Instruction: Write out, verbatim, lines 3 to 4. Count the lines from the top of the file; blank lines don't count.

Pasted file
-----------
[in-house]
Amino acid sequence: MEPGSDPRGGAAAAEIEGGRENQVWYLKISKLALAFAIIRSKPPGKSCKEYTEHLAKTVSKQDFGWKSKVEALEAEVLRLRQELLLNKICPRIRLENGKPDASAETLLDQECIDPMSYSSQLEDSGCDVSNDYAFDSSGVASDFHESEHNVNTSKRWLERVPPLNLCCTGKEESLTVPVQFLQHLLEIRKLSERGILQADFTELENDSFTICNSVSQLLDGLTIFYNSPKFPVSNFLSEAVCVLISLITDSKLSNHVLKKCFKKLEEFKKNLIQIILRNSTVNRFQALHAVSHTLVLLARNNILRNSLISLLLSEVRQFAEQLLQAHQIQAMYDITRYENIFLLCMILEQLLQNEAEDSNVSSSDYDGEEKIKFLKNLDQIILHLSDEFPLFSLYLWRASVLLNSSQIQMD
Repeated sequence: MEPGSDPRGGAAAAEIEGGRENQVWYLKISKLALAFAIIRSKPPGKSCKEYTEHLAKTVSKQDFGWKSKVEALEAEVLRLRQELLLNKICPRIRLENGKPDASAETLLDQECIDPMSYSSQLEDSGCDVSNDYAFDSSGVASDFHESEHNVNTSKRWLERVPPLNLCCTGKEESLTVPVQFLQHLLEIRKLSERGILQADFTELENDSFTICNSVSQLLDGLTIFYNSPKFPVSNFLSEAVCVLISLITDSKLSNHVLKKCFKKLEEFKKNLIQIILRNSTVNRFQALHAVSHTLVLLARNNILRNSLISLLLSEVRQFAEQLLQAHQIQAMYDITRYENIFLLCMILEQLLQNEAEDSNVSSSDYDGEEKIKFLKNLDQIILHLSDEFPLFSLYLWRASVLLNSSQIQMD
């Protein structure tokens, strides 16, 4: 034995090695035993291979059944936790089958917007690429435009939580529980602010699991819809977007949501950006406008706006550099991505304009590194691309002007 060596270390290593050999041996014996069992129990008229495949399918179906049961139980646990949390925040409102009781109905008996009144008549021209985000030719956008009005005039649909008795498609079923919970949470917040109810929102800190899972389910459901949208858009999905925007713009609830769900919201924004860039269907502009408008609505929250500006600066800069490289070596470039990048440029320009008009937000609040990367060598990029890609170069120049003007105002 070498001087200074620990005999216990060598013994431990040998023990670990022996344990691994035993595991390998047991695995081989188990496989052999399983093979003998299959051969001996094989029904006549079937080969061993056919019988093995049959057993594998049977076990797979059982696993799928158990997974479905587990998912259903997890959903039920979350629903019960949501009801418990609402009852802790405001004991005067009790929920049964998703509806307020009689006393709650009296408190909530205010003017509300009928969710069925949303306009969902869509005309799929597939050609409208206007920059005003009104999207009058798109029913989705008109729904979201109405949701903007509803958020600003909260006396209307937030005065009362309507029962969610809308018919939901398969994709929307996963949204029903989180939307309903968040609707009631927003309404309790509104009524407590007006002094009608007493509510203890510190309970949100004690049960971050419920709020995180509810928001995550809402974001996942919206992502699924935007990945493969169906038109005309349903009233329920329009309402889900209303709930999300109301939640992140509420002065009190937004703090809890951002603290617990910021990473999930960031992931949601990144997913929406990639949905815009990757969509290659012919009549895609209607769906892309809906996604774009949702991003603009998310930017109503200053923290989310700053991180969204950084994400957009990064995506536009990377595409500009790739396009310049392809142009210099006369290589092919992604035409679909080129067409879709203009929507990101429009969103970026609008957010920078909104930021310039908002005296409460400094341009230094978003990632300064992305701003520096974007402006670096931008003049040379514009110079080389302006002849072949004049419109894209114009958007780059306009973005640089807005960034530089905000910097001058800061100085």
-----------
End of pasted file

Repeated sequence: MEPGSDPRGGAAAAEIEGGRENQVWYLKISKLALAFAIIRSKPPGKSCKEYTEHLAKTVSKQDFGWKSKVEALEAEVLRLRQELLLNKICPRIRLENGKPDASAETLLDQECIDPMSYSSQLEDSGCDVSNDYAFDSSGVASDFHESEHNVNTSKRWLERVPPLNLCCTGKEESLTVPVQFLQHLLEIRKLSERGILQADFTELENDSFTICNSVSQLLDGLTIFYNSPKFPVSNFLSEAVCVLISLITDSKLSNHVLKKCFKKLEEFKKNLIQIILRNSTVNRFQALHAVSHTLVLLARNNILRNSLISLLLSEVRQFAEQLLQAHQIQAMYDITRYENIFLLCMILEQLLQNEAEDSNVSSSDYDGEEKIKFLKNLDQIILHLSDEFPLFSLYLWRASVLLNSSQIQMD
């Protein structure tokens, strides 16, 4: 034995090695035993291979059944936790089958917007690429435009939580529980602010699991819809977007949501950006406008706006550099991505304009590194691309002007 060596270390290593050999041996014996069992129990008229495949399918179906049961139980646990949390925040409102009781109905008996009144008549021209985000030719956008009005005039649909008795498609079923919970949470917040109810929102800190899972389910459901949208858009999905925007713009609830769900919201924004860039269907502009408008609505929250500006600066800069490289070596470039990048440029320009008009937000609040990367060598990029890609170069120049003007105002 070498001087200074620990005999216990060598013994431990040998023990670990022996344990691994035993595991390998047991695995081989188990496989052999399983093979003998299959051969001996094989029904006549079937080969061993056919019988093995049959057993594998049977076990797979059982696993799928158990997974479905587990998912259903997890959903039920979350629903019960949501009801418990609402009852802790405001004991005067009790929920049964998703509806307020009689006393709650009296408190909530205010003017509300009928969710069925949303306009969902869509005309799929597939050609409208206007920059005003009104999207009058798109029913989705008109729904979201109405949701903007509803958020600003909260006396209307937030005065009362309507029962969610809308018919939901398969994709929307996963949204029903989180939307309903968040609707009631927003309404309790509104009524407590007006002094009608007493509510203890510190309970949100004690049960971050419920709020995180509810928001995550809402974001996942919206992502699924935007990945493969169906038109005309349903009233329920329009309402889900209303709930999300109301939640992140509420002065009190937004703090809890951002603290617990910021990473999930960031992931949601990144997913929406990639949905815009990757969509290659012919009549895609209607769906892309809906996604774009949702991003603009998310930017109503200053923290989310700053991180969204950084994400957009990064995506536009990377595409500009790739396009310049392809142009210099006369290589092919992604035409679909080129067409879709203009929507990101429009969103970026609008957010920078909104930021310039908002005296409460400094341009230094978003990632300064992305701003520096974007402006670096931008003049040379514009110079080389302006002849072949004049419109894209114009958007780059306009973005640089807005960034530089905000910097001058800061100085």